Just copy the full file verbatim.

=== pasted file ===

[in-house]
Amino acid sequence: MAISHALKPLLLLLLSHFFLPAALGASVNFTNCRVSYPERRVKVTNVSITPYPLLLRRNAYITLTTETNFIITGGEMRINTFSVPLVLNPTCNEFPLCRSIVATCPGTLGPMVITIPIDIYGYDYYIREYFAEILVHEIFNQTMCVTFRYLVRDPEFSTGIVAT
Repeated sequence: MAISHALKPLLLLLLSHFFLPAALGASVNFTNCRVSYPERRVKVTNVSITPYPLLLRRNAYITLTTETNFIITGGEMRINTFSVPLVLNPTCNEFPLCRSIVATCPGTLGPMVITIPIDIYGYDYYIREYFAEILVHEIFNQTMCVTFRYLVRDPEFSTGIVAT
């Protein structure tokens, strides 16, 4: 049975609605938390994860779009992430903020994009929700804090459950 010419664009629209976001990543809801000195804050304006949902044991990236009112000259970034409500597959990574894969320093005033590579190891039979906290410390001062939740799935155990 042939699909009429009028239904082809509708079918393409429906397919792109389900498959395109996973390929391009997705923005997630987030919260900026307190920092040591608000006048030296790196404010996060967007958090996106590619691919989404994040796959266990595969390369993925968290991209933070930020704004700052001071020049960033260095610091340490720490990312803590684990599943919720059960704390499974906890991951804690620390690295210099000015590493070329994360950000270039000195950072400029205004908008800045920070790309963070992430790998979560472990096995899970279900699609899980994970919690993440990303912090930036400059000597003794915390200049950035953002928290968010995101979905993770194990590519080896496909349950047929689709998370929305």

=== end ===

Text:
[in-house]
Amino acid sequence: MAISHALKPLLLLLLSHFFLPAALGASVNFTNCRVSYPERRVKVTNVSITPYPLLLRRNAYITLTTETNFIITGGEMRINTFSVPLVLNPTCNEFPLCRSIVATCPGTLGPMVITIPIDIYGYDYYIREYFAEILVHEIFNQTMCVTFRYLVRDPEFSTGIVAT
Repeated sequence: MAISHALKPLLLLLLSHFFLPAALGASVNFTNCRVSYPERRVKVTNVSITPYPLLLRRNAYITLTTETNFIITGGEMRINTFSVPLVLNPTCNEFPLCRSIVATCPGTLGPMVITIPIDIYGYDYYIREYFAEILVHEIFNQTMCVTFRYLVRDPEFSTGIVAT
């Protein structure tokens, strides 16, 4: 049975609605938390994860779009992430903020994009929700804090459950 010419664009629209976001990543809801000195804050304006949902044991990236009112000259970034409500597959990574894969320093005033590579190891039979906290410390001062939740799935155990 042939699909009429009028239904082809509708079918393409429906397919792109389900498959395109996973390929391009997705923005997630987030919260900026307190920092040591608000006048030296790196404010996060967007958090996106590619691919989404994040796959266990595969390369993925968290991209933070930020704004700052001071020049960033260095610091340490720490990312803590684990599943919720059960704390499974906890991951804690620390690295210099000015590493070329994360950000270039000195950072400029205004908008800045920070790309963070992430790998979560472990096995899970279900699609899980994970919690993440990303912090930036400059000597003794915390200049950035953002928290968010995101979905993770194990590519080896496909349950047929689709998370929305």